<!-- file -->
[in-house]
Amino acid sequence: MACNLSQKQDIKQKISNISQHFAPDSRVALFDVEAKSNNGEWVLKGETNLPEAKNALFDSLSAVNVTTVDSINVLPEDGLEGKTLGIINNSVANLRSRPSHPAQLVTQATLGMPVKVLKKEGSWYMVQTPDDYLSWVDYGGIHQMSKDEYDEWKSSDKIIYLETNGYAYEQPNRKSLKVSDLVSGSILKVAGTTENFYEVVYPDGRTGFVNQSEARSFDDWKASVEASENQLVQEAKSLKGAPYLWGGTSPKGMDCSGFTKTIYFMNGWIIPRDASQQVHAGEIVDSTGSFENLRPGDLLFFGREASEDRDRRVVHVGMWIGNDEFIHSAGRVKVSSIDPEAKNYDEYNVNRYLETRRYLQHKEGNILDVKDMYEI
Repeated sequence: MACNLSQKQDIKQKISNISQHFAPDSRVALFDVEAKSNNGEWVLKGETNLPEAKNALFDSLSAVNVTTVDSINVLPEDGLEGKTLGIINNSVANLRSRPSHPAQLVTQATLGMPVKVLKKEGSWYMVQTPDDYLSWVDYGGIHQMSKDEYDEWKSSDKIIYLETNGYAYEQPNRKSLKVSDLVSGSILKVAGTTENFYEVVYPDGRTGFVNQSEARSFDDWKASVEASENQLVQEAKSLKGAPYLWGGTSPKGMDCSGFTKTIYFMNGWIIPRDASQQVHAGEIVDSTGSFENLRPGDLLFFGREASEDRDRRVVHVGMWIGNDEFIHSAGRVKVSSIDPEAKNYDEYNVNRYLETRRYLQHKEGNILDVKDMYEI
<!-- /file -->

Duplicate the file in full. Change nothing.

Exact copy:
[in-house]
Amino acid sequence: MACNLSQKQDIKQKISNISQHFAPDSRVALFDVEAKSNNGEWVLKGETNLPEAKNALFDSLSAVNVTTVDSINVLPEDGLEGKTLGIINNSVANLRSRPSHPAQLVTQATLGMPVKVLKKEGSWYMVQTPDDYLSWVDYGGIHQMSKDEYDEWKSSDKIIYLETNGYAYEQPNRKSLKVSDLVSGSILKVAGTTENFYEVVYPDGRTGFVNQSEARSFDDWKASVEASENQLVQEAKSLKGAPYLWGGTSPKGMDCSGFTKTIYFMNGWIIPRDASQQVHAGEIVDSTGSFENLRPGDLLFFGREASEDRDRRVVHVGMWIGNDEFIHSAGRVKVSSIDPEAKNYDEYNVNRYLETRRYLQHKEGNILDVKDMYEI
Repeated sequence: MACNLSQKQDIKQKISNISQHFAPDSRVALFDVEAKSNNGEWVLKGETNLPEAKNALFDSLSAVNVTTVDSINVLPEDGLEGKTLGIINNSVANLRSRPSHPAQLVTQATLGMPVKVLKKEGSWYMVQTPDDYLSWVDYGGIHQMSKDEYDEWKSSDKIIYLETNGYAYEQPNRKSLKVSDLVSGSILKVAGTTENFYEVVYPDGRTGFVNQSEARSFDDWKASVEASENQLVQEAKSLKGAPYLWGGTSPKGMDCSGFTKTIYFMNGWIIPRDASQQVHAGEIVDSTGSFENLRPGDLLFFGREASEDRDRRVVHVGMWIGNDEFIHSAGRVKVSSIDPEAKNYDEYNVNRYLETRRYLQHKEGNILDVKDMYEI